Money is the standard form of compensation, but compensation can be part barter and part money

 

What if you can’t pinpoint the ideal barter for you and your foe?

  • If ready cash is not available, set up a payment schedule. You can offer a discount for early payoff as an incentive.
  • Accept part cash and part services or supplies, or whatever.
  • Accept an assignment of rights. For instance, if your opponent holds a promissory note, she can sign that over to you.
  • Your adversary can stipulate to a judgment to be recorded on their real estate, and you can agree to refrain from collection for a certain time to give them a chance to pay.

There are more ways than you could dream of to come up with a settlement and to structure it. Allow your imagination to work with you on this. You can create your own solution to your problem if you’re innovative.

Settlement is always your best option and should be explored many times over!

If you’ve set your stage well and kept your focus firmly on reaching a solution to your mutual problem – avoiding expensive litigation – you should walk away from your meeting with a settlement. There’s no doubt that you can find solutions you never thought possible, especially with motivated participants.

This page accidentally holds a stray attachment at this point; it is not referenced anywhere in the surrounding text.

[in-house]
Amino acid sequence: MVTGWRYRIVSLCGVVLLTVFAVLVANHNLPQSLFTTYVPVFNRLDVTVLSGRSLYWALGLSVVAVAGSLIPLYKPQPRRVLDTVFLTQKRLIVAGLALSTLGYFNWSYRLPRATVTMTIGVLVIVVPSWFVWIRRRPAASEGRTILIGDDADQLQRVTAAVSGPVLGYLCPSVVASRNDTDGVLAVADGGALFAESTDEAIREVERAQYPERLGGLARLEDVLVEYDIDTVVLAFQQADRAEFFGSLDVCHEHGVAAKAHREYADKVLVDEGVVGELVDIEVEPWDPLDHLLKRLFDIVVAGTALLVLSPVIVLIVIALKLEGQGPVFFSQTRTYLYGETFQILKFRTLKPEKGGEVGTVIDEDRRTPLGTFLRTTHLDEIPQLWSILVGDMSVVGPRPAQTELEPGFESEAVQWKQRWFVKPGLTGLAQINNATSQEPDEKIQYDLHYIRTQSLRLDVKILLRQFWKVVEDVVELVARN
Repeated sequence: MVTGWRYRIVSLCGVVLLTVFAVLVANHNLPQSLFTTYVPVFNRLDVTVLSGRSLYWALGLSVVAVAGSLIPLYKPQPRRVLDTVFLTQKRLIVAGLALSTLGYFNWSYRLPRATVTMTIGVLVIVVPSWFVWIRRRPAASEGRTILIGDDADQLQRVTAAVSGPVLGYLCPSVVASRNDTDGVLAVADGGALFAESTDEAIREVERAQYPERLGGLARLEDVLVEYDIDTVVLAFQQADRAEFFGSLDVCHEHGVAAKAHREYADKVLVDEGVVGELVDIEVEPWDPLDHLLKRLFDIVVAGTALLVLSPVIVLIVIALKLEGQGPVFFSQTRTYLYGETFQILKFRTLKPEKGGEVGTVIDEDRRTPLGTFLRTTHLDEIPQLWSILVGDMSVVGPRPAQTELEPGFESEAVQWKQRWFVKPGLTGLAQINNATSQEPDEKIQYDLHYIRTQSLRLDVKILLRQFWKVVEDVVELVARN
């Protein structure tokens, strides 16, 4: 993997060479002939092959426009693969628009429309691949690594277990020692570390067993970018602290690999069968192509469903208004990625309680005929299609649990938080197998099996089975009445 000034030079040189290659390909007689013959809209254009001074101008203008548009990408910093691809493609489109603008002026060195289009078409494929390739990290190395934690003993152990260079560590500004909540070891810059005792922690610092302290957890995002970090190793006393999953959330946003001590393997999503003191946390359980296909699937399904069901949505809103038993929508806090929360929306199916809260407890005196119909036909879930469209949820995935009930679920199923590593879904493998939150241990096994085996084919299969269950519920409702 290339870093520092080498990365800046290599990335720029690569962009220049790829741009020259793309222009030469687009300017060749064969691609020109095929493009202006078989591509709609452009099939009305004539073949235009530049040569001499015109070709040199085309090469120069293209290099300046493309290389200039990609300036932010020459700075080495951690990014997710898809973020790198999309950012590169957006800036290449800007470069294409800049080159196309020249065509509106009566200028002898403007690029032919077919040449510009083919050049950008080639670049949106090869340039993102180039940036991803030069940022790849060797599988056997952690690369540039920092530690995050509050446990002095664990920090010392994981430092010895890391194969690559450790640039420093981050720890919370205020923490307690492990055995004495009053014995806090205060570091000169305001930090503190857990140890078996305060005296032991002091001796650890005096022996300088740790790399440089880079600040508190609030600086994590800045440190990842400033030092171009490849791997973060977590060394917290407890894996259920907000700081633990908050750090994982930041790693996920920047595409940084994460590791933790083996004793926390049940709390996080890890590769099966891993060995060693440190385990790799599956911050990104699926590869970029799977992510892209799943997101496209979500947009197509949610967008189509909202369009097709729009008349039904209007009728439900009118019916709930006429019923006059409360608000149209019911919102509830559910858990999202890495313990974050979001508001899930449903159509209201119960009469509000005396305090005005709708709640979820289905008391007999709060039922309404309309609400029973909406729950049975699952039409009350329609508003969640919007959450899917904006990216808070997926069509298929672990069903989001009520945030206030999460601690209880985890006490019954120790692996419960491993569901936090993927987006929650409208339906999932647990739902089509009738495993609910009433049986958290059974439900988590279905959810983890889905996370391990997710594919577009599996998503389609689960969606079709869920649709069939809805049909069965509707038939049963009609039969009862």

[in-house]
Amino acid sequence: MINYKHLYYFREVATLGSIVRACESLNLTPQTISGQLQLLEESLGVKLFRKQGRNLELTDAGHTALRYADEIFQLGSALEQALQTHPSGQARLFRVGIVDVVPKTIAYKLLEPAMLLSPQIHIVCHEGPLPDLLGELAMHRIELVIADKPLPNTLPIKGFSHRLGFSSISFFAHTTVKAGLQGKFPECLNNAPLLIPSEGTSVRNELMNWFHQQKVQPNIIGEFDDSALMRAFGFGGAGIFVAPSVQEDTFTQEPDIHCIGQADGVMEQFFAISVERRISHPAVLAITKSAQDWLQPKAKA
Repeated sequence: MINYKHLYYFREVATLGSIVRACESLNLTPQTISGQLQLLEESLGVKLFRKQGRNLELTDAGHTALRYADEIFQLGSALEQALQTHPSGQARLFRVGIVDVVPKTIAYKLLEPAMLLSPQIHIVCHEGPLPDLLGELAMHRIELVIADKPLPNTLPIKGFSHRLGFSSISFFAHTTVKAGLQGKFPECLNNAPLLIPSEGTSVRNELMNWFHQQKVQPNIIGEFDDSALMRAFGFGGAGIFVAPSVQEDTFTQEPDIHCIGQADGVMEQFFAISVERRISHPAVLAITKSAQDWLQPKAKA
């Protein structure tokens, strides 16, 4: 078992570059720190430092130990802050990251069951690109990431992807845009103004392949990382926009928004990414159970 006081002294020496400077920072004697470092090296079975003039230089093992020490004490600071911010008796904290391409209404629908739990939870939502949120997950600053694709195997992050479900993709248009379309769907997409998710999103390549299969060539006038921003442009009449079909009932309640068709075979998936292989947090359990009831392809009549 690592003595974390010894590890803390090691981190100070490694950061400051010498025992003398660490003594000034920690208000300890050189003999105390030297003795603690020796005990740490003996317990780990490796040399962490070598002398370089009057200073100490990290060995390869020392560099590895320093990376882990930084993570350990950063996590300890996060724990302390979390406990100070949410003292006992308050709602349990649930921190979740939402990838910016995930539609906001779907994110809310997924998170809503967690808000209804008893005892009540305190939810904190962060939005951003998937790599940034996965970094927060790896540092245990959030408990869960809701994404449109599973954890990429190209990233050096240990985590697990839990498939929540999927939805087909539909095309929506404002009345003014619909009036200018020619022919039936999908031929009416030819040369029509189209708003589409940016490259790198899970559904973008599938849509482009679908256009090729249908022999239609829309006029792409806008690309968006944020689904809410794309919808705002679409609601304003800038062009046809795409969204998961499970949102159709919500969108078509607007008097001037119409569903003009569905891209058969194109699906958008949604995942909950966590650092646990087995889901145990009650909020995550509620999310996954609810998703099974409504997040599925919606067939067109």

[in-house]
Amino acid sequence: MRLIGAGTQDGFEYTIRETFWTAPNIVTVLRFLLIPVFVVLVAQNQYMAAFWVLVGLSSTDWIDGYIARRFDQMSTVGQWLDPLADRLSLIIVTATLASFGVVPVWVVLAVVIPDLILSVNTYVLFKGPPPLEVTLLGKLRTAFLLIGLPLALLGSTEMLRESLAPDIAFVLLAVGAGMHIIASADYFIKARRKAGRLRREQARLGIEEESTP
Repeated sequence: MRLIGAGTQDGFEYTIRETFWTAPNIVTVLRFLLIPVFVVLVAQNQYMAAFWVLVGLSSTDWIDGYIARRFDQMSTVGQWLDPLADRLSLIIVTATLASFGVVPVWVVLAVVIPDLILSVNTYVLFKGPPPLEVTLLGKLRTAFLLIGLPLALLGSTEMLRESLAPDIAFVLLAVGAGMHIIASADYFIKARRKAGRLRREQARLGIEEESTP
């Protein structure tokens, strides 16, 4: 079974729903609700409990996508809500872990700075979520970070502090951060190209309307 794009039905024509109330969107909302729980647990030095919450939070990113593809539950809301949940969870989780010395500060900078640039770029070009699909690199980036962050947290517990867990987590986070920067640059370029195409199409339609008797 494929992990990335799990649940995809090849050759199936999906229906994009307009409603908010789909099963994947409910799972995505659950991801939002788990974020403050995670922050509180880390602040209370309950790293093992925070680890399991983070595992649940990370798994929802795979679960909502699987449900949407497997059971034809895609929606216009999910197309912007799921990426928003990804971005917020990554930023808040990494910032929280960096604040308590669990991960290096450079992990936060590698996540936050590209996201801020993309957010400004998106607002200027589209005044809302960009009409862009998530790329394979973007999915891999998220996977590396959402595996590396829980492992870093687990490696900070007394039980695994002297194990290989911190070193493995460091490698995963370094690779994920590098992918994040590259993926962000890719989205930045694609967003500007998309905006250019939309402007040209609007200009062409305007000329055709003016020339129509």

You can also create your own Settlement Agreement to sign on-site while the fire is hot. Bring your computer and your printer (or forget the printer and sign by a digital signing app). See Settlement Agreement for a sample.

NOW – GO FORGE A FIRST-CLASS EFFORT TO SETTLE YOUR CASE!

 

 

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Lawsuit Analyzer© is the first ever case evaluation system for laypersons that uses a point method and includes the essential components of legal evaluation and feasibility analysis.  It’s like having your own legal aid or free legal advice.